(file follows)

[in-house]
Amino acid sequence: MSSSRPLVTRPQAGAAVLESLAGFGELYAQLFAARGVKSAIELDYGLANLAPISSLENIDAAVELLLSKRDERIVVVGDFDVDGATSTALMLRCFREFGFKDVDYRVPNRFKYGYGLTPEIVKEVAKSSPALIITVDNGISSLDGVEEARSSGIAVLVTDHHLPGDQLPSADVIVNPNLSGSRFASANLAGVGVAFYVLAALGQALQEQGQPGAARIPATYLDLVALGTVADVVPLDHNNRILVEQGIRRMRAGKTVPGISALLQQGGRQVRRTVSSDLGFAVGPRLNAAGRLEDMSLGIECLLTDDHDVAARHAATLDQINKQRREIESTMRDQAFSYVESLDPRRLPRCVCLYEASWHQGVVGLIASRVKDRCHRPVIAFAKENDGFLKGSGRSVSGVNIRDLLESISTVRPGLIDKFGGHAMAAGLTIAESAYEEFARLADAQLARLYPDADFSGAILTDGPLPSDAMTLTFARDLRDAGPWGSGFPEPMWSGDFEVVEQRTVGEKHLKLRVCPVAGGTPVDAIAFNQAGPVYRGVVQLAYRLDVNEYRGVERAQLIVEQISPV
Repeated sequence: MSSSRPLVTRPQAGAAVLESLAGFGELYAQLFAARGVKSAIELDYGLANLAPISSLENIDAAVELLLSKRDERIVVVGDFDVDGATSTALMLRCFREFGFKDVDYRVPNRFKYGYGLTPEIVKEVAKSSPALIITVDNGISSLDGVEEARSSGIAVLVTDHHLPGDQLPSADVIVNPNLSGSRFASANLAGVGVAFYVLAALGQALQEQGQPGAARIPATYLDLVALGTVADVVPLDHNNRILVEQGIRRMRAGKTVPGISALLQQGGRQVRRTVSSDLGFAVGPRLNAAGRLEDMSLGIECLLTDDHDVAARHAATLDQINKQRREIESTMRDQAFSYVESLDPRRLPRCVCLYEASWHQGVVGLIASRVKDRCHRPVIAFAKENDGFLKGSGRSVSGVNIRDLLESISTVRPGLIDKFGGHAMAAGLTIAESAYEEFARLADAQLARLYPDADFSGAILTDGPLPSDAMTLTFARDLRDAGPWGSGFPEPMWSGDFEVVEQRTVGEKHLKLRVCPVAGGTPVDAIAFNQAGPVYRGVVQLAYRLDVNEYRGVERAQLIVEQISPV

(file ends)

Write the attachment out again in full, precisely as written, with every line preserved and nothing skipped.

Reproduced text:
[in-house]
Amino acid sequence: MSSSRPLVTRPQAGAAVLESLAGFGELYAQLFAARGVKSAIELDYGLANLAPISSLENIDAAVELLLSKRDERIVVVGDFDVDGATSTALMLRCFREFGFKDVDYRVPNRFKYGYGLTPEIVKEVAKSSPALIITVDNGISSLDGVEEARSSGIAVLVTDHHLPGDQLPSADVIVNPNLSGSRFASANLAGVGVAFYVLAALGQALQEQGQPGAARIPATYLDLVALGTVADVVPLDHNNRILVEQGIRRMRAGKTVPGISALLQQGGRQVRRTVSSDLGFAVGPRLNAAGRLEDMSLGIECLLTDDHDVAARHAATLDQINKQRREIESTMRDQAFSYVESLDPRRLPRCVCLYEASWHQGVVGLIASRVKDRCHRPVIAFAKENDGFLKGSGRSVSGVNIRDLLESISTVRPGLIDKFGGHAMAAGLTIAESAYEEFARLADAQLARLYPDADFSGAILTDGPLPSDAMTLTFARDLRDAGPWGSGFPEPMWSGDFEVVEQRTVGEKHLKLRVCPVAGGTPVDAIAFNQAGPVYRGVVQLAYRLDVNEYRGVERAQLIVEQISPV
Repeated sequence: MSSSRPLVTRPQAGAAVLESLAGFGELYAQLFAARGVKSAIELDYGLANLAPISSLENIDAAVELLLSKRDERIVVVGDFDVDGATSTALMLRCFREFGFKDVDYRVPNRFKYGYGLTPEIVKEVAKSSPALIITVDNGISSLDGVEEARSSGIAVLVTDHHLPGDQLPSADVIVNPNLSGSRFASANLAGVGVAFYVLAALGQALQEQGQPGAARIPATYLDLVALGTVADVVPLDHNNRILVEQGIRRMRAGKTVPGISALLQQGGRQVRRTVSSDLGFAVGPRLNAAGRLEDMSLGIECLLTDDHDVAARHAATLDQINKQRREIESTMRDQAFSYVESLDPRRLPRCVCLYEASWHQGVVGLIASRVKDRCHRPVIAFAKENDGFLKGSGRSVSGVNIRDLLESISTVRPGLIDKFGGHAMAAGLTIAESAYEEFARLADAQLARLYPDADFSGAILTDGPLPSDAMTLTFARDLRDAGPWGSGFPEPMWSGDFEVVEQRTVGEKHLKLRVCPVAGGTPVDAIAFNQAGPVYRGVVQLAYRLDVNEYRGVERAQLIVEQISPV